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Ontario’s Environment and Climate Change Minister Glen Murray commended the OWMA last week for contributing to the development of the provincial government’s Pollinator Health Action Plan, which was released on Dec. 16.

“We would like to thank the Ontario Waste Management Association and its members for their valuable contributions during the development of our Pollinator Health Action Plan,” Murray said.

“The waste management sector has taken an active leadership role in developing long-term solutions that will protect and enhance pollinator habitat throughout our province. We are pleased to have the sector’s partnership and look forward to continuing our work together on safeguarding Ontario’s ecosystems now and into the future.”

The OWMA, along with several members, advised the Ministry of the Environment and Climate Change on several aspects of pollinator health while working to strengthen efforts to protect pollinators throughout the province.

Specifically, our association highlighted the work being undertaken by OWMA members to create pollinator habitat in buffer zones at transfer stations, landfill sites and resource recovery facilities.

Ontario’s pollinators include bees, butterflies, moths, wasps, flies, hummingbirds and some beetles. Pollination by these species enables plants and crops to grow, and provides more than a third of the “produce consumed in Ontario” and contributes “$992 million annually to the province’s economy,” according to the government.

The action plan includes steps to restore and protect “one million acres of pollinator habitat” and provides support for new research on pollinator health related to disease management and the use of neonicotinoid pesticides to treat corn and soybeans.

It also includes a proposal to review the “Landfill Standards Guideline to potentially include a pollinator planting strategy for the waste fill zone as final cover and in the surrounding areas.”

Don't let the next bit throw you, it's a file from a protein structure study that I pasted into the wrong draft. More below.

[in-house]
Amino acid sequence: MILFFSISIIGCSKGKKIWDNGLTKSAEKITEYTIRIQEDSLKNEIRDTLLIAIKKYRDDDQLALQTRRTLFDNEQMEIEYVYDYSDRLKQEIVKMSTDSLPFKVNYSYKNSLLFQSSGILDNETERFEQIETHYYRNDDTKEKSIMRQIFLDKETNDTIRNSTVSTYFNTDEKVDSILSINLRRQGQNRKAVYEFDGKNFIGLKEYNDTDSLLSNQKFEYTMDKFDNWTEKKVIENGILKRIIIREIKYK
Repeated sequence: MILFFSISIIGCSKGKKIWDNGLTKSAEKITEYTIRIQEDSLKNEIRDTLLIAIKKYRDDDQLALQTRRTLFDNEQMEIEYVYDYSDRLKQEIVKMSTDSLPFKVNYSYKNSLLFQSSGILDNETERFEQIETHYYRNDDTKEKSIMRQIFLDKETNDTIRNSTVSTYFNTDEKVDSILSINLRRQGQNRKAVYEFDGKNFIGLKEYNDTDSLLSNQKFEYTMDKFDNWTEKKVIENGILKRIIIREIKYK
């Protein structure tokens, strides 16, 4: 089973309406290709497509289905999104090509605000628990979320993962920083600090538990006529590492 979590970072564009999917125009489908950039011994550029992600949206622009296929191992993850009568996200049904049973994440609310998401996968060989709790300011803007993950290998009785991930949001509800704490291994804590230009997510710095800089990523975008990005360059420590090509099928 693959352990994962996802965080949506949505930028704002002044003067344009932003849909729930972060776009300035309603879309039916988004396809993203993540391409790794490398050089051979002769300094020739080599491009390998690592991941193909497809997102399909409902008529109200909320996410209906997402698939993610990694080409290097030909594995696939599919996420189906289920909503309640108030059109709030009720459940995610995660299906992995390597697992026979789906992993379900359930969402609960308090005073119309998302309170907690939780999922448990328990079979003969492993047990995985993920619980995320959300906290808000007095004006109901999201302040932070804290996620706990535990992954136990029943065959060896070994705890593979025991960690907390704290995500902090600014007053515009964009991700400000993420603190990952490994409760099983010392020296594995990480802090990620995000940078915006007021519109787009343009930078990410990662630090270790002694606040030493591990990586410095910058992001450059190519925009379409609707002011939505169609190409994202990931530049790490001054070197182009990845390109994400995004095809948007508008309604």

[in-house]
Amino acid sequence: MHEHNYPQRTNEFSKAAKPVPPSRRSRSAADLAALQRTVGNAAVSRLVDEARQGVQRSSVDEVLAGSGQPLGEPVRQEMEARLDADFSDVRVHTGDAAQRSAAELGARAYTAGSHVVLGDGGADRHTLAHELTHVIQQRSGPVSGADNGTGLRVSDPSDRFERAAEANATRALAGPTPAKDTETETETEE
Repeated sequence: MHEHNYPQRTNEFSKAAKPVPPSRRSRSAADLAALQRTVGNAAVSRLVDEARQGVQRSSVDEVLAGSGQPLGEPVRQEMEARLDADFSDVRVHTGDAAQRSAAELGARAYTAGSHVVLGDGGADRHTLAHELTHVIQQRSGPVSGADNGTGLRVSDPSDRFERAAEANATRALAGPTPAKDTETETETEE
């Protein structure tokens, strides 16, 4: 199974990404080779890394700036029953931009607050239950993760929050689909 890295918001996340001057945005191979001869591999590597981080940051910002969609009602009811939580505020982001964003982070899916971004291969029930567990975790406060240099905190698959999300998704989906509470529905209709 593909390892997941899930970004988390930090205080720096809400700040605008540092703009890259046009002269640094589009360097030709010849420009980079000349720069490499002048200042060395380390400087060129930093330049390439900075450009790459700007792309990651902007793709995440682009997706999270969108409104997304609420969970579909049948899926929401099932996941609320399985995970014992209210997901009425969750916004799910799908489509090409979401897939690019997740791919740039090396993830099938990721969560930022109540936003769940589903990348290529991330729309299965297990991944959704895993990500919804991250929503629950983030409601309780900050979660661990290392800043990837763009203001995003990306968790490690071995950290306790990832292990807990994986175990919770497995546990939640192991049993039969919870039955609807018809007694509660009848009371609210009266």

OWMA staff will be reviewing the action plan in more detail and meeting with the government to discuss its next steps.

At the same time, we are completing research to develop guidelines for the waste management sector that will help to create more pollinator habitat in Ontario. This research will include:

  • A comprehensive literature review of pollinators on reclaimed landscapes and the creation of pollinator habitat on industrial lands,
  • A study of current industry guidelines (e.g. the Green Infrastructure Ontario Coalition) and the development of best management practices and techniques to conserve pollinators,
  • An examination of new methods for integrating the development of pollinator habitat into reclaimed landfill sites, and related green infrastructure initiatives that can support pollinator habitat,
  • An outreach program to encourage the use of the Pollinator Habitat Development Guide for OWMA members, and,
  • An outline of costs and options available to develop pollinator habitat in a range of areas in Ontario.